The neighborhood of Crown Heights, Brooklyn, has long been a hub of Caribbean, West Indian, and Orthodox Jewish communities, with distinctive cuisines that connect them to their respective origins. And while gentrification has crawled into the area and brought some changes with it, we can’t forget the restaurants that literally fed and sustained our communities long before new condos sprung up. As a native Brooklynite, I’m always reminded of how important it is to preserve our food cultures and to support the places that helped our neighborhoods grow, one dish at a time. Show up with your dollars and have a seat at these Black-owned restaurants in Crown Heights.
Café Rue Dix
1451 Bedford Ave
This popular brunch spot has been serving up Franco-Senegalese food in Crown Heights for four years, since Dakar native Lamine Diagne and his Black American wife, Nilea Alexander, got tired of trekking to Harlem for a taste of home. Named after the street Lamine grew up on, the café has a menu that celebrates Senegal, including its national dish, thiebou jen, bluefish and veggies over paella-like red rice, a favorite prepared by chef Khady Diba. The menu also includes European dishes and pastries, like custard-filled profiteroles and crème brûlée, overseen by chef Ramon Ramirez. Try a side of flaky fataya meat or veggie pies—just take it easy with their spicy sauce (or you’ll be sorry).
The Crabby Shack
613 Franklin Ave
The Crabby Shack’s owners, Gwen and Fifi, from the Chesapeake Bay area and Philly, respectively, opened this spot two years ago in response to what they saw as a dearth of quality crab places in NYC. While they serve up crustaceans in every configuration possible, I like to stick to the steamed snow crab legs with spicy butter sauce—but you should def try them with the curry option, too. With so many new kids on the block trying to give Crown Heights an upscale makeover, The Crabby Shack keeps it unpretentious with maritime-themed décor and, of course, bibs.
608 Nostrand Ave
Local fave Sweet Brooklyn is a lot of things—a steampunk-style bar, a Southern-inspired gastropub, and a bottomless brunch spot with DJs spinning in the background. But ultimately, it’s the food that you should be here for, like the springy shrimp-‘n’-grits, the juicy lamb sliders, the Southern fried chicken and waffles, and the four-cheese mac. Bronx native and Sweet BK proprietor Kawana Jefferson took over the storefront just last year and said in an interview, “What better opportunity to bring an establishment to the neighborhood that can provide a place for its residents to socialize and unwind?”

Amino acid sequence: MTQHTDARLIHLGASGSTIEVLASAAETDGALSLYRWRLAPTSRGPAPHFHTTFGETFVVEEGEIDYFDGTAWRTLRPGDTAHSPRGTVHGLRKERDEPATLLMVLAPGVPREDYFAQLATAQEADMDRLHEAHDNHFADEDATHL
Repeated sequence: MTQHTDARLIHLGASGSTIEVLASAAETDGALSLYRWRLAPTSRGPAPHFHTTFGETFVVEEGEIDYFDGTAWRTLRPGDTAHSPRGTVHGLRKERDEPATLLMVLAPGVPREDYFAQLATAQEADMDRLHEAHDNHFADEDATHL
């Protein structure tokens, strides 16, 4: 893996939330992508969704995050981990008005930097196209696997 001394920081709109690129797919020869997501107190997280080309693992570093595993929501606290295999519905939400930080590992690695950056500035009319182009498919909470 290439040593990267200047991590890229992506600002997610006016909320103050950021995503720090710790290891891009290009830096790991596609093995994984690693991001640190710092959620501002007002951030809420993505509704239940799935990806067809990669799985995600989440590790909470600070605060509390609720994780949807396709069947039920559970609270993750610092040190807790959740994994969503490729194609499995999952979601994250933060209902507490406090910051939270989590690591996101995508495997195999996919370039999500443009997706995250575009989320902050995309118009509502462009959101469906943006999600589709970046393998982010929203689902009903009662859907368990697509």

Gloria’s Caribbean Cuisine
764 Nostrand Ave
When I was a vegan-ish teenager, Gloria’s In and Out down the block saved me with their fluffy and affordable phulourie, spiced dough balls native to northeastern South America served with chutney. However, now that I’m a card-carrying carnivore, I can fully appreciate the range of Trini and overall Caribbean food they serve up in their larger location on Nostrand and Sterling. The rotis are particularly popular at the neighborhood cornerstone, and while the curry shrimp roti with tamarind sauce is a personal favorite, folks travel from all over to sample the pumpkin roti, and trust me, you should too.
Coming soon to 671 Washington Ave
Sixteen years ago, owners Marilyn Reid and Shawn Leitchford took a tiny two-story alcove across from the Brooklyn Museum and turned it into a culinary institution where they served fresh, heaping plates of Caribbean food to a loyal clientele that won’t stop growing. Though Marilyn chastises me for not being able to finish it, the stewed oxtail here is probably the best in the entire city, while the mac ‘n’ cheese, jerk shrimp, and coconut-sautéed calypso shrimp also are must-trys. However, given the nature of real estate in the area, their storied location is getting the condo treatment, and Marilyn and Shawn will be moving The Islands by the end of summer 2017 to a bigger space down the block, where they’ll be cooking up breakfast and lunch along with their famous dinners.